How to Explain a Demotion in a Resume and Cover Letter
Looking for a new job is doubly tough when you’ve been demoted. You may harbor bitterness at your old organization, or feel like a loser when you’re talking to new employers about job opportunities. How can you spin a demotion on your resume, so that hiring managers can see your skills and abilities, and not this one blip in your work history?
The important thing to keep in mind is that not all career trajectories are straight up.
Employees often take on jobs with less responsibility, or are asked to step down to a lower status position. How you mention the job change on your resume and in your cover letter can go a long way toward minimizing any negative impact when you're seeking your next job.
Also keep in mind that you don't need to spell it out for the employers who are considering your applications. Being careful about how you list your work history can help keep your application in the prospective employee pile.
How to List a Demotion on a Resume
In some cases, the job title of your new position – if you have been demoted – will clearly indicate a lower level of responsibility. For example, if you were demoted from sales manager to salesperson or from customer service director to customer service associate.
Don't use any negative language like "demoted" on your resume when you list the change. You should simply list the positions separately, and describe the skills and accomplishments associated with each job.
How to Explain a Demotion in a Cover Letter
How you address the transition in your cover letter will depend on whether you are targeting positions comparable to the higher level or lower level job.
In the case of the sales job, for example, if you now prefer sales over management your letter should frame the transition as a move to a role more appropriate for your strengths and interests.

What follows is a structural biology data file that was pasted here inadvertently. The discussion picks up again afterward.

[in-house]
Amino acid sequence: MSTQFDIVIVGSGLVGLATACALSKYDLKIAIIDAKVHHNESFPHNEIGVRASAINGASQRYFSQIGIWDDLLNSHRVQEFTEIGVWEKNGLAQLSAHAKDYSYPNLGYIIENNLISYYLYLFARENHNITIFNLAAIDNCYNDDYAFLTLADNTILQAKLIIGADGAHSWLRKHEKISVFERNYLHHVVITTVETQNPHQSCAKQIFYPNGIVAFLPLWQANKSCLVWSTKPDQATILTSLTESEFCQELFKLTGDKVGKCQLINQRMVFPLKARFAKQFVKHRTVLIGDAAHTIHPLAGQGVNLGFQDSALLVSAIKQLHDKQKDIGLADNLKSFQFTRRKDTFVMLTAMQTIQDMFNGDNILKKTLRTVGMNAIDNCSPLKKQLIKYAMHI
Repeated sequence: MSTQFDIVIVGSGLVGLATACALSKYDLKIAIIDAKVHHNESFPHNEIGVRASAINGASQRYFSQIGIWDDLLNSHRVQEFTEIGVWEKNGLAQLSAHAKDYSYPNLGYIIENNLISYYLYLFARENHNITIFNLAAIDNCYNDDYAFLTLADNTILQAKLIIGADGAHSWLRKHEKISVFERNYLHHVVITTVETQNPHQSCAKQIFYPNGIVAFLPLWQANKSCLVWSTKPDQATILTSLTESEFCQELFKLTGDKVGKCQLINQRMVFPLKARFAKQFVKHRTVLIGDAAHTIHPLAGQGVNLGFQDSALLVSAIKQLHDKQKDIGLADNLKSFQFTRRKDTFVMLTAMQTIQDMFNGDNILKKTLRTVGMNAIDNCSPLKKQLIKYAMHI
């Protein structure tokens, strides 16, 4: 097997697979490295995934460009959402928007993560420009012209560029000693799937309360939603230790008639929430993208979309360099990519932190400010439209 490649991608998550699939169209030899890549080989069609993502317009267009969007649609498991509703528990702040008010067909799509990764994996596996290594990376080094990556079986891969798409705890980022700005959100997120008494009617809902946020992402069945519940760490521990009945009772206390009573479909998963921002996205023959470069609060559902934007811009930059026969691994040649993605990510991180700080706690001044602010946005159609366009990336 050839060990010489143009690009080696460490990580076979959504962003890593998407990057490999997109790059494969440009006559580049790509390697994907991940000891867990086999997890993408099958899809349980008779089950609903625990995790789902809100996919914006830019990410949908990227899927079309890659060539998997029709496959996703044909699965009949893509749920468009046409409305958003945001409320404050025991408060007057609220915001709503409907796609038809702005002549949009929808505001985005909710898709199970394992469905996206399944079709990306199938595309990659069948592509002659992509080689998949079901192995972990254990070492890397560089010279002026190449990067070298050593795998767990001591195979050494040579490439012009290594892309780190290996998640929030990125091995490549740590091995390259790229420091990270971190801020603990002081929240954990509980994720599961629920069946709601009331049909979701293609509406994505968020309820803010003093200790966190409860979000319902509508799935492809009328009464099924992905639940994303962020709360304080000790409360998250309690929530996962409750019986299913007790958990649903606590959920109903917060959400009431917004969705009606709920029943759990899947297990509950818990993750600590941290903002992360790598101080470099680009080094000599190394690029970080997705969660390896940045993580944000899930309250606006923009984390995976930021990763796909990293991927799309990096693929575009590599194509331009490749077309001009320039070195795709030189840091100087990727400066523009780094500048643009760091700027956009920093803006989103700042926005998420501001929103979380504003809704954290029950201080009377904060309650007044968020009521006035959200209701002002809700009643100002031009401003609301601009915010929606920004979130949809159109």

If you would like to return to a higher-level position with a new organization, then you have tougher case to make.
The best thing to do is emphasize the positive impact that you have had historically in that role. You can also mention what you have learned in your reduced role that would be of value in the higher-level position. As with your resume, don't mention the terms "demotion" or "demoted" in your letters.
Get LinkedIn Recommendations
LinkedIn recommendations can help you get your foot in the door with an employer. They can also help allay any concerns the hiring manager might have about any aspect of your work history or skillset.
Be sure to line up some recommendations as part of your LinkedIn profile from colleagues who can attest to the value you added in that higher-level job, and include your profile on your resume.
Need some help getting LinkedIn recommendations? The best way to get them is to give them. Just be sure that you would truly recommend this person to an employer. Dishonesty won’t help either of you progress in your careers.
You can also ask outright. Connect with former colleagues, bosses, and clients and ask them if they would write you a LinkedIn recommendation.
Keep It Positive
Never criticize management for your demotion. If you do, employers may think of you as a difficult employee or a troublemaker.
The same goes for the employer as a company: you may think that their management decisions were terrible and their way of doing business unprofessional, but now’s not the time to mention that. If there was a reorganization that eliminated your higher-level position, then you should explain that fact in your letter – without getting into details about how and why the reorg happened.
Be Prepared to Answer Interview Questions
Regardless of how well you spin it, your demotion will most likely come up during job interviews. Expect to be asked interview questions about being demoted, and have some answers prepared. Rehearse your responses until you can deliver them comfortably and transition to the next topic as soon as possible (without appearing to rush away from the subject).
Again, the key is to be positive and frame the demotion as an opportunity to develop skills and abilities. Don’t criticize the company, your team, or your boss. Focus on the future, and what you can bring to this new opportunity, not on the past.